Wild Apple Leaf Lyme and Arthritis Relief

Fri, Jan 22, 2016 – Day 541 – Science Questions

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There are many unanswered science questions surrounding Wild Apple Leaves. There have been some studies done regarding composition. Another tracked enzyme content during seasonal changes. There isn’t any clinical trial work, other than what I did. There is a lot of science that could be done. Now there is a newly identified vector virus outbreak; Zika virus, similar to dengue fever and Guillain-Barre virus. The interesting thing here is that it is a newly identified vector illness, carried by mosquitoes, and affects pregnant women. It has been identified in 20 countries, but comes mainly from tropical oceanic states, Brazil, and Mexico.

80% of infected people with Zika are asymptomatic. This prompts the question, is there a nematode parasite? Does it biofilm? There are a lot more questions than answers with all kinds of vector illness. Wild Apple Leaves show you why. If a nematode comes out, just what was/is it doing in there? Are they acaricidal and/or anthelmintic in the case of Zika? Can they fight the infection? They seem to fight some infections we thought were viral. Zika presents with joint and muscle pain like arthritis, and also headache like encephalitis. The effect on the unborn leads to neurological birth defects, and slow learning like neuroborreliosis. There is no known cure. Apple Leaves are totally unknown for many things, begging more science to see what they do address. It could be that they help, but nobody would know.

Wild Apple Leaves expose an unknown mechanism of chronic infection, with vectored nematode parasites. The parasite is so stealthy that Wild Apple Leaves are the only way to force its hand, showing where they hid for decades by locating their exiting evidence. From that, I linked them to bug stings, bites, and contact with aquatic biofilms. I am not sure which ones were responsible for my previous battle with lifelong arthritis, but it finally got relieved. You would need to do a lot more science to find out why, but I am simply glad it seems to be gone. I missed a whole day here trying to decide what science would be appropriate out of the panacea nature that apple leaves exhibit. The pr0blem is that it is just too massive an undertaking for one man, let alone one university. Without a clear path to commercialization, nobody will be interested, regardless of the witnessed results. It doesn’t fit the existing research model, and while that shouldn’t make any difference, it does. It doesn’t even fall into the herbal category yet.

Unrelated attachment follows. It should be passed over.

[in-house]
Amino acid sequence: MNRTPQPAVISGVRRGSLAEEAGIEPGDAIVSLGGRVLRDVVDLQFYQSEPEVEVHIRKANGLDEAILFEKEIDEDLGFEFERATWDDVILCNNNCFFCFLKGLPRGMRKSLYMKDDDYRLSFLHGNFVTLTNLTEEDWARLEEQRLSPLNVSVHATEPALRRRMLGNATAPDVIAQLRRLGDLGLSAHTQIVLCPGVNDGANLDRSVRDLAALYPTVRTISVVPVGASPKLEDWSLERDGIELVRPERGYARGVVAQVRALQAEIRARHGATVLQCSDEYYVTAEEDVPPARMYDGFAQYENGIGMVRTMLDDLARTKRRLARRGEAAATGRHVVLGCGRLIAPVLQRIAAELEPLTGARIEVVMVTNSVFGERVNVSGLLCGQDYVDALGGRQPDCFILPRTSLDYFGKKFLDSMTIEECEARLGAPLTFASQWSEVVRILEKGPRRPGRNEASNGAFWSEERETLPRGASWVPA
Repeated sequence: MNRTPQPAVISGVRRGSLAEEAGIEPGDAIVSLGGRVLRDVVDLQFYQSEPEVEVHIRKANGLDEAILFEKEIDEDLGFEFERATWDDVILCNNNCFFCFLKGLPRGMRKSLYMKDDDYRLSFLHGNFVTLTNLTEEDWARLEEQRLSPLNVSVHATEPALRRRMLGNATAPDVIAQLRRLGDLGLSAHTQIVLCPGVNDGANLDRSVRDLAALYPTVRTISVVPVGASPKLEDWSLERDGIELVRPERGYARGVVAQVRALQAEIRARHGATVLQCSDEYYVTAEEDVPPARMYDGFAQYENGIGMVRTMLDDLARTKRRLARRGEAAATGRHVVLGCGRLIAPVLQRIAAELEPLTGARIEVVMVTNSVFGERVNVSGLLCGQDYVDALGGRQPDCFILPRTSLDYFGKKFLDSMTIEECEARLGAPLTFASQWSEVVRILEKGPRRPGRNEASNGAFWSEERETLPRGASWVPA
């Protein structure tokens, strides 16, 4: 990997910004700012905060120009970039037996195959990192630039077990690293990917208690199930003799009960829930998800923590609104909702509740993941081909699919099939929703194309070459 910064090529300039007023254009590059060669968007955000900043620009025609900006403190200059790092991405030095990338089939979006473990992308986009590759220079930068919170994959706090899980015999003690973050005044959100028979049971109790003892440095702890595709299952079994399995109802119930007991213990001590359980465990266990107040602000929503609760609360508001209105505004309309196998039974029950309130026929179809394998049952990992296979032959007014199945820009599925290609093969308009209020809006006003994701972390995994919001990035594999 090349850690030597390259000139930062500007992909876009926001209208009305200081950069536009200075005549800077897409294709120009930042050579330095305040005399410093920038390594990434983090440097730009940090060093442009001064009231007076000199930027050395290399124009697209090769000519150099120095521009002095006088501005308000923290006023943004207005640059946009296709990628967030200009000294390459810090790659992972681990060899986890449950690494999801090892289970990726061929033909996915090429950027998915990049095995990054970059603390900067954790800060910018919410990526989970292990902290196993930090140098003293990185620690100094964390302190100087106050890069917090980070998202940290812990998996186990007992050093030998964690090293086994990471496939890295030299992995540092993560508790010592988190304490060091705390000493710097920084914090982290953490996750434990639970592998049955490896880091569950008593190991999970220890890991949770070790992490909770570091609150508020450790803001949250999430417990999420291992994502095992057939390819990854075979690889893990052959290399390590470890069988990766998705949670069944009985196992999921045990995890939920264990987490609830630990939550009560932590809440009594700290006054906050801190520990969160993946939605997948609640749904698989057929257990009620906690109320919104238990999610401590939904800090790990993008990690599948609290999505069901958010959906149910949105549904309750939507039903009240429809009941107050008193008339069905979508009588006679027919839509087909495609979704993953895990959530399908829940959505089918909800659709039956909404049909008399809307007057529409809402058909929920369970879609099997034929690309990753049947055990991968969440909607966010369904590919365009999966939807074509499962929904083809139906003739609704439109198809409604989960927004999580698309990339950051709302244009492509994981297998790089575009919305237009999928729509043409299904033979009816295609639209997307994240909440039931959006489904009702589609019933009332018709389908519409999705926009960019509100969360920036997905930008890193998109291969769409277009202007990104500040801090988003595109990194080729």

Pyrus MalusI know it is simple, safe, and works for a lot of things, simply by getting rid of all those unknown nematode and/or other parasites. The existing science shows that they contain several antioxidants and enzymes beneficial to health. There is a 150 year history and extracts of apple tree bark are in the old German Pharmacopoeia, such as ferri pomatum. I found the raw leaves are anthelmintic and acaricidal as well. Perhaps confirmation of those two factors would be a good place to start. Likewise, they appeared to have strong antimicrobial and antiviral properties that should be explored a lot further. That 1898 listing under Pyrus Malus Bark would be another good starting point, but looked at with new scientific eyes. There is also a lot of veterinary value there that should be explored further. That is how I found out when the deer kept returning to nibble the leaves daily, bypassing the numerous apples. They may be a way to address Zika where nothing else appears to work. That may be the thing that raises an eyebrow to their properties, pro and con, if any.

Bacteriophages1I never realized that “do no harm” also meant “do no good” if there is no money in it, either. I didn’t understand that, but I sort of do now. All our medicine has been developed that way, while phage therapy has been sidelined. Apple Tree fibre behaves like phage in some cases. It would take a lot of electron microscopy to confirm or deny it. That is beyond my scope, and nearly everybody else’s to boot. It is another science question, but not with an answer they want to find. That is a lot of the trouble when something new comes along, begging research, but delivering success that competes with the status quo. Then they hide it at all costs. It seems that slowly under the radar is the only way out, if there even is one. Veritas, or truth, cannot compete with a lot of money. We see it time and again elsewhere, so why not here? Unfortunately, this appears to be another case of that. If you can find an apple tree, I can only hope it will work for you too. That is about all I can do. Using Dr. Horowitz’s nail in the foot analogy, it hope this will get dozens or even hundreds more of them out for you.

The easy to prove parts might be a better target to shoot for. Arthritis, anthelmintic, acaricidal, antimicrobial, and antiviral. The apple leaves fight the painful parts of cold and flu, but can’t get the mycoplasma part like walking pneumonia, or couldn’t get it in my case recently. They’re an old herb with newly found properties. How do you get that approved? They are over 95+% moisture when fresh as well. They work when dried as well though. The active ingredients don’t seem to be water related. A third of a gram dry powder fills a Size 0 capsule, and I could take 1.4 grams a day when more didn’t add any effect without addressing biofilm and circulation with enhancers like cayenne pepper.


Author: Joe1Smith

I am a relic. I thought I would chronicle what I found out about it here.

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